In misinterpreting the Agreement, the NTGL relieved itself of providing explanations to any of the enquiries mentioned above. It is difficult to determine whether the misinterpretation was deliberate or due to incompetence. Nevertheless, the Government needs to know that the misinterpretation was costly for the nation and its people, in terms of time lost that otherwise could have been utilized efficiently had the Government been seated earlier than October 14, 2003, in terms of dollars lost as a result of the massive looting of public facilities and institutions, and in terms of lives lost as a consequence of the continued fighting amongst the warring parties for optimal bargaining positions. But there is another concern. Assume for the moment that the leadership of the new government and their advisors were correct in the interpretation of the Peace Agreement, they still had a period of two months within which to undertake all of the pre-induction activities. Stated another way, what did the leadership of the NTGL do between August 21, 2003, when the Chairman and Vice Chairman were selected by the warring parties to head the NTGL, and October 14, 2003, when they were officially inducted into office?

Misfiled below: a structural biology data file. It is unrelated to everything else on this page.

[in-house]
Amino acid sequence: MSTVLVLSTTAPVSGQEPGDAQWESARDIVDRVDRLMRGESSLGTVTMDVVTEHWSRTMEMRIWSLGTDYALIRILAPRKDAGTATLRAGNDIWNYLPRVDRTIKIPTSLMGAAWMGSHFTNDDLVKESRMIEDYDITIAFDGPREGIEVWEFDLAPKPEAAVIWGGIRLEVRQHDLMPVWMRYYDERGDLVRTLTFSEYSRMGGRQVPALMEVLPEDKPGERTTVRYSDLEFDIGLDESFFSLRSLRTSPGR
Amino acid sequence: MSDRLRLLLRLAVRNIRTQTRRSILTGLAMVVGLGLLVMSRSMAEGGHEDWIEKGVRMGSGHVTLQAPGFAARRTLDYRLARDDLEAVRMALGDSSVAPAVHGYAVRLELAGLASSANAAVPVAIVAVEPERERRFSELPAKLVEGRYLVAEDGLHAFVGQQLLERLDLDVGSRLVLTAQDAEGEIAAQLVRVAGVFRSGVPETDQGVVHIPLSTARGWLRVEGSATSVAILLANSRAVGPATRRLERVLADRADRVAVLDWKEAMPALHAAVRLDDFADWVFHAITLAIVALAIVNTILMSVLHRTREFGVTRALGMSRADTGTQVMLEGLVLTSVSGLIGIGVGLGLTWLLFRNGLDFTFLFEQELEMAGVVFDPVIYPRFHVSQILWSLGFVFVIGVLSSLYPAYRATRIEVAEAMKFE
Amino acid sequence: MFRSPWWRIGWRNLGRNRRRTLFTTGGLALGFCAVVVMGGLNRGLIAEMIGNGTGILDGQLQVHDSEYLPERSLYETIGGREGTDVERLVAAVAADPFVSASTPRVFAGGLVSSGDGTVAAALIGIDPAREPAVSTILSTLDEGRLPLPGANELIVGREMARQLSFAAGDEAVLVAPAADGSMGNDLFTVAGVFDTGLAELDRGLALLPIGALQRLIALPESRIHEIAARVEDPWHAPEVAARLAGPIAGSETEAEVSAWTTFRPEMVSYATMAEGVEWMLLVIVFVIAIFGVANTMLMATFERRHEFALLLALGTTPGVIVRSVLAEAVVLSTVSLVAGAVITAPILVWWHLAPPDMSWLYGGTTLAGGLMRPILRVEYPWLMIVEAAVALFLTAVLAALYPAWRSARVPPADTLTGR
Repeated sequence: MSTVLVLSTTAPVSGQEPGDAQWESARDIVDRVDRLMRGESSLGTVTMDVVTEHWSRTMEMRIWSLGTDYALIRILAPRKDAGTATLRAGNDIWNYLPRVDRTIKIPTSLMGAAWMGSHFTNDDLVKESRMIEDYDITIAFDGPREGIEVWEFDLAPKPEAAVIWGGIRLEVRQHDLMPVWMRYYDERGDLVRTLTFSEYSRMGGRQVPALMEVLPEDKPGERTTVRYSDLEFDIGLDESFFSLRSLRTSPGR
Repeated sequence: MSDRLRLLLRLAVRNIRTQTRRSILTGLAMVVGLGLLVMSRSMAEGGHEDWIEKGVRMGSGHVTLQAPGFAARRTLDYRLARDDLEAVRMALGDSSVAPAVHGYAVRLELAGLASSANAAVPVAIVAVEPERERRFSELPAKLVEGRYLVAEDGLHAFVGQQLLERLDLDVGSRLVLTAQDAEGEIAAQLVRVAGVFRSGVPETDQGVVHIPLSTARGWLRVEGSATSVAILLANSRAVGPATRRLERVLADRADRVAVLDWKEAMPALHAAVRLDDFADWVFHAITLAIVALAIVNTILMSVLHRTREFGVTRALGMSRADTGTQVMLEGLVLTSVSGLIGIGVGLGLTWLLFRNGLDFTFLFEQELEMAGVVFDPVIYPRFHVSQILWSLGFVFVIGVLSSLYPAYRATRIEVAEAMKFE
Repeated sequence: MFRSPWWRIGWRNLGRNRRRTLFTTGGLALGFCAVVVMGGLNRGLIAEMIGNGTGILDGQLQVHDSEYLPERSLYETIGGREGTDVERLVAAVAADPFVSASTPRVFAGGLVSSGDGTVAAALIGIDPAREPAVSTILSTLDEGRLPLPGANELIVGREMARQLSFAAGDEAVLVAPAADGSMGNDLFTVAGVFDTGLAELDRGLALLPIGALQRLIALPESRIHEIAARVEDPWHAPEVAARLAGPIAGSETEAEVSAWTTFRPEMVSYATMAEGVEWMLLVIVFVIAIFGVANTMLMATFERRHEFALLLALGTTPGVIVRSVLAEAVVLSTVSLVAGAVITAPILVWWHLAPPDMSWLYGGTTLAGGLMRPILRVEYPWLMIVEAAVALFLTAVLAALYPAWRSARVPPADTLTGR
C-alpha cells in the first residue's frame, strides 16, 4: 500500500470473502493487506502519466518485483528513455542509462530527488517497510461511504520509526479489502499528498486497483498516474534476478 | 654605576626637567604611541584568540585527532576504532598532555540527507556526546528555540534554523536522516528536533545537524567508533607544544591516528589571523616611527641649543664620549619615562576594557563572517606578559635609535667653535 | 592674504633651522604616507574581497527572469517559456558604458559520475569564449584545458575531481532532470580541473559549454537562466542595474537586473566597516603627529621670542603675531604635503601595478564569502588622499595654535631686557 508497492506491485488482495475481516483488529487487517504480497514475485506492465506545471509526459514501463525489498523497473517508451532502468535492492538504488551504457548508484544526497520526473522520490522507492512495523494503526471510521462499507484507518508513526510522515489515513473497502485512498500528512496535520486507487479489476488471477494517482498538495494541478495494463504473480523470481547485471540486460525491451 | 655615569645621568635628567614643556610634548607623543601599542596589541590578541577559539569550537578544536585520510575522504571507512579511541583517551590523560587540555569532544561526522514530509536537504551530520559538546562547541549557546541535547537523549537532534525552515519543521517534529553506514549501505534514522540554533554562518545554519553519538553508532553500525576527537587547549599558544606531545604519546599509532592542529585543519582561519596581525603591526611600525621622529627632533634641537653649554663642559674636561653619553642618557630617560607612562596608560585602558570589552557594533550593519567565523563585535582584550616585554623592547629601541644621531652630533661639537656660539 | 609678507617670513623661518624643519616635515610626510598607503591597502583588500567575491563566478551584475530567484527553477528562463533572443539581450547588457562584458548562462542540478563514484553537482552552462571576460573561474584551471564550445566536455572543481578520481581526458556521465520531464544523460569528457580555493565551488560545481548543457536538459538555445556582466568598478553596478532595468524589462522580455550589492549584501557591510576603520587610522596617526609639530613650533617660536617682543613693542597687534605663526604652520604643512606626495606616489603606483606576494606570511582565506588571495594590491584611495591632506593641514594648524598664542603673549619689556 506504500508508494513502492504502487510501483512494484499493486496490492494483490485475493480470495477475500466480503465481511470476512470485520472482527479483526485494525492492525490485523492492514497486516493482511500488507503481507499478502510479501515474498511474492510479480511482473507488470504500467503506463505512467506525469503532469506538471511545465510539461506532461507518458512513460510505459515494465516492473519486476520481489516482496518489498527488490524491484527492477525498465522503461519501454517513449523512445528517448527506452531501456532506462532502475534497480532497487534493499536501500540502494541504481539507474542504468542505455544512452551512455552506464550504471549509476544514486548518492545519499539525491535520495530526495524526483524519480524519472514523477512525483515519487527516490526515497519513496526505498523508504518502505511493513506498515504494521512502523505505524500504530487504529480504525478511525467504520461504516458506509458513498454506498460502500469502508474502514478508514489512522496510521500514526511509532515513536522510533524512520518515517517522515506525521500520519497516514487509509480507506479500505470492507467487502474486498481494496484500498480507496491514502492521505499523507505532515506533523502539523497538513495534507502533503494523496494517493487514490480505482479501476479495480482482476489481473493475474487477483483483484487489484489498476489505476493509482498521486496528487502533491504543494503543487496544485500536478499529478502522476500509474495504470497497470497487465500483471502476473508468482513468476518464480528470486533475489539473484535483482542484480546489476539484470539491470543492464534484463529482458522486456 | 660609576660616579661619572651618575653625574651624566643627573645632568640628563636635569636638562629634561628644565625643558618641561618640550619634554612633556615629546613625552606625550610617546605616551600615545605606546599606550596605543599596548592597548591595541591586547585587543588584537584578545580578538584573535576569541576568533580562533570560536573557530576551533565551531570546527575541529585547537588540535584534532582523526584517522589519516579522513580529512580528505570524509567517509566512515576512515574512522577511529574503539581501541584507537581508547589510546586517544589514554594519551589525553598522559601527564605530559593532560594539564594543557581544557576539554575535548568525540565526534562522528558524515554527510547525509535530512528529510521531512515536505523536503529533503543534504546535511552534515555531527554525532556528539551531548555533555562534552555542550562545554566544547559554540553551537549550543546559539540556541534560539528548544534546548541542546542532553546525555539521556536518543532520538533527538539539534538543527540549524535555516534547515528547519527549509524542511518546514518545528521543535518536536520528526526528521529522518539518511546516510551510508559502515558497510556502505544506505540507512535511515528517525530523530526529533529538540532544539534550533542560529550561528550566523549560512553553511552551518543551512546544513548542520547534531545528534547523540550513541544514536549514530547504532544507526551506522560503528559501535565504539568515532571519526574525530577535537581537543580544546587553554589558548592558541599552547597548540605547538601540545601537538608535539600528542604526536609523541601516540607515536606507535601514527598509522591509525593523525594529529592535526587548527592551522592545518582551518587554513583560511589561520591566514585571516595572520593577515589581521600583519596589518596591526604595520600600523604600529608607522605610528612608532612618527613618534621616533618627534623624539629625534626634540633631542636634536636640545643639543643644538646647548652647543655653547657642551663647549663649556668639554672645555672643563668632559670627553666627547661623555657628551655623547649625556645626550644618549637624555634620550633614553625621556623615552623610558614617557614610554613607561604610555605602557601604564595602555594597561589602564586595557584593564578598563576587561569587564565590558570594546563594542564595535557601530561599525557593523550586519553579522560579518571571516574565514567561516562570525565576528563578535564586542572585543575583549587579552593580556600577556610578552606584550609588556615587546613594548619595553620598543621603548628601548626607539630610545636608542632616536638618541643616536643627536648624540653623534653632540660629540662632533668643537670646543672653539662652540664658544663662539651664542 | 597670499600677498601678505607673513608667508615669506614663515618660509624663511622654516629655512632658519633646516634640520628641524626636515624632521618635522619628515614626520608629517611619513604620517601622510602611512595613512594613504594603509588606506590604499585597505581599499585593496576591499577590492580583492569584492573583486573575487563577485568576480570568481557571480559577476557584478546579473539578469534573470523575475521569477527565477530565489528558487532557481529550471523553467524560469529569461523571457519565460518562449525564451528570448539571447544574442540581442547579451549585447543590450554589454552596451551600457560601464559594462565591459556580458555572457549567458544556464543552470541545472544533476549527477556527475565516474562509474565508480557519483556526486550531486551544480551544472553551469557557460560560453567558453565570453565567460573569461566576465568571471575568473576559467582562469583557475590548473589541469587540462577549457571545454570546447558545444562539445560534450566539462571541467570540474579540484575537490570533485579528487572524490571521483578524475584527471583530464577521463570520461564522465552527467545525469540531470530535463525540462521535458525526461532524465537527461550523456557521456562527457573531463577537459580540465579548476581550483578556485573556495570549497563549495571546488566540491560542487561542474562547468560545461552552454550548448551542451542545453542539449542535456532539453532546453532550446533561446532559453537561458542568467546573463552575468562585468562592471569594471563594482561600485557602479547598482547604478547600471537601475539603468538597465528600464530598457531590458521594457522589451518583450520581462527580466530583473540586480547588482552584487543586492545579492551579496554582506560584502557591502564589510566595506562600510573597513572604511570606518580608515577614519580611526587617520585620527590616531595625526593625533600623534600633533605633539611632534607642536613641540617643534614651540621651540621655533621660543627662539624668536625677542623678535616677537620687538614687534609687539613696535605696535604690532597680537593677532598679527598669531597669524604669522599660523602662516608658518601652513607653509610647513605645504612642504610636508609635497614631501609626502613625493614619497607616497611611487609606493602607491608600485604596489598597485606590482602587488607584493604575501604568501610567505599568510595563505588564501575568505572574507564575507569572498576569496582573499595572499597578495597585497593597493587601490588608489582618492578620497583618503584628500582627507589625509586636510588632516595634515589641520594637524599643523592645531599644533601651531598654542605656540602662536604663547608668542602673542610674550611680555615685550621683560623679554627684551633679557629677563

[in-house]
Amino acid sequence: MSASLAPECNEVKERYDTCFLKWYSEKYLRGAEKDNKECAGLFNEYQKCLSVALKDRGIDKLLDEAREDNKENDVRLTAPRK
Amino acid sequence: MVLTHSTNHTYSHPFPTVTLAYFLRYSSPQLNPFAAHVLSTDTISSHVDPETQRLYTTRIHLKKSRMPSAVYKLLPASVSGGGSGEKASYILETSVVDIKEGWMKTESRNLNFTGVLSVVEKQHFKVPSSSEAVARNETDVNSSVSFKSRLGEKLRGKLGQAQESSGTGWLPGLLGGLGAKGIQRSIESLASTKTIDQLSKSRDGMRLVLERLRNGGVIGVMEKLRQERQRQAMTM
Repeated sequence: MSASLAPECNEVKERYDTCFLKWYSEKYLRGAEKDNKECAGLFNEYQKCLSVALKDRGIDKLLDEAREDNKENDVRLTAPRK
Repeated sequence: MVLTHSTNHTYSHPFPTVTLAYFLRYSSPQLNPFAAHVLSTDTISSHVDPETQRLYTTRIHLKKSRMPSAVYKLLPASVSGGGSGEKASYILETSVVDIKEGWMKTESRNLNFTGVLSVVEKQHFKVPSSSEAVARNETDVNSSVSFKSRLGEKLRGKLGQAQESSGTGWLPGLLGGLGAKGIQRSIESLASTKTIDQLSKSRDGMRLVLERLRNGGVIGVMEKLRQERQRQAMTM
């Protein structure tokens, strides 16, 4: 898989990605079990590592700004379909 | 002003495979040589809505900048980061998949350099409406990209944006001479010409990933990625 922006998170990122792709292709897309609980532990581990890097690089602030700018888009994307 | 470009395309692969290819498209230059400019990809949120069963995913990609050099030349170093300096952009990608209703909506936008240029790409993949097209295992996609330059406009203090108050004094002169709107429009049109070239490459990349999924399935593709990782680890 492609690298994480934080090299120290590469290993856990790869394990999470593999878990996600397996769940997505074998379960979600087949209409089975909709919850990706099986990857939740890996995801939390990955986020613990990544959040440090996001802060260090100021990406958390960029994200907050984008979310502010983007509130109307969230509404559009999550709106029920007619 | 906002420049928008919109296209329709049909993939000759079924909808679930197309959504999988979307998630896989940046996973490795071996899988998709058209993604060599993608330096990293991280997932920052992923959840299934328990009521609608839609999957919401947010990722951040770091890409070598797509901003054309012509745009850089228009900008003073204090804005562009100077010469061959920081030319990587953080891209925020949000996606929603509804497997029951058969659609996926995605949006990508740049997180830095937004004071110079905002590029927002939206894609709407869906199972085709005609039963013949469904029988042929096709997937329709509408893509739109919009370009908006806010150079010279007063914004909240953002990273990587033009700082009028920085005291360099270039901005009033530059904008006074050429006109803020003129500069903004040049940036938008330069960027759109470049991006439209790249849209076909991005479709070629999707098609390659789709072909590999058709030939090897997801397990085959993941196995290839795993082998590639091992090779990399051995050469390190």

The Mandate: Phase III: The costly inactivity of the NTGL.